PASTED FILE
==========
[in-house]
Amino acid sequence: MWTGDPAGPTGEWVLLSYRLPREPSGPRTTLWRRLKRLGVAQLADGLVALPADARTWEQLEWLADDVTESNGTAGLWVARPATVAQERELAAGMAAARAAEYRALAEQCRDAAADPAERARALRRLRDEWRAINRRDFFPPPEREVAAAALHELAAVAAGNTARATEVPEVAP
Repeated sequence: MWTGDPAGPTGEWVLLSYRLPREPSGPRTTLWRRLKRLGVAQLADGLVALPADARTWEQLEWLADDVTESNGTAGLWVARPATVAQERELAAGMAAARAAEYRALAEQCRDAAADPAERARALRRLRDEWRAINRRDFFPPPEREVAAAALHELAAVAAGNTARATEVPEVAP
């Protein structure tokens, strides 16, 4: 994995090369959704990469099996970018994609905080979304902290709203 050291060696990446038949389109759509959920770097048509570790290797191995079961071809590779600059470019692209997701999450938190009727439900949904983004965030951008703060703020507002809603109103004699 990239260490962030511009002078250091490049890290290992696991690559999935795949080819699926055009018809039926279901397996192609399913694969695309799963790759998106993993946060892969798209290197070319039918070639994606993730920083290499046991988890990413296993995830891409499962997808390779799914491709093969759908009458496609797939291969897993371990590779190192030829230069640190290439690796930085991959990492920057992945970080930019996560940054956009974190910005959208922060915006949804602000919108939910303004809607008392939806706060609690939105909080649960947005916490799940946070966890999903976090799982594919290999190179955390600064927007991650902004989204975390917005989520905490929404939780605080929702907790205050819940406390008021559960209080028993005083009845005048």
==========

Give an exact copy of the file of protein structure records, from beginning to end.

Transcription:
[in-house]
Amino acid sequence: MWTGDPAGPTGEWVLLSYRLPREPSGPRTTLWRRLKRLGVAQLADGLVALPADARTWEQLEWLADDVTESNGTAGLWVARPATVAQERELAAGMAAARAAEYRALAEQCRDAAADPAERARALRRLRDEWRAINRRDFFPPPEREVAAAALHELAAVAAGNTARATEVPEVAP
Repeated sequence: MWTGDPAGPTGEWVLLSYRLPREPSGPRTTLWRRLKRLGVAQLADGLVALPADARTWEQLEWLADDVTESNGTAGLWVARPATVAQERELAAGMAAARAAEYRALAEQCRDAAADPAERARALRRLRDEWRAINRRDFFPPPEREVAAAALHELAAVAAGNTARATEVPEVAP
């Protein structure tokens, strides 16, 4: 994995090369959704990469099996970018994609905080979304902290709203 050291060696990446038949389109759509959920770097048509570790290797191995079961071809590779600059470019692209997701999450938190009727439900949904983004965030951008703060703020507002809603109103004699 990239260490962030511009002078250091490049890290290992696991690559999935795949080819699926055009018809039926279901397996192609399913694969695309799963790759998106993993946060892969798209290197070319039918070639994606993730920083290499046991988890990413296993995830891409499962997808390779799914491709093969759908009458496609797939291969897993371990590779190192030829230069640190290439690796930085991959990492920057992945970080930019996560940054956009974190910005959208922060915006949804602000919108939910303004809607008392939806706060609690939105909080649960947005916490799940946070966890999903976090799982594919290999190179955390600064927007991650902004989204975390917005989520905490929404939780605080929702907790205050819940406390008021559960209080028993005083009845005048």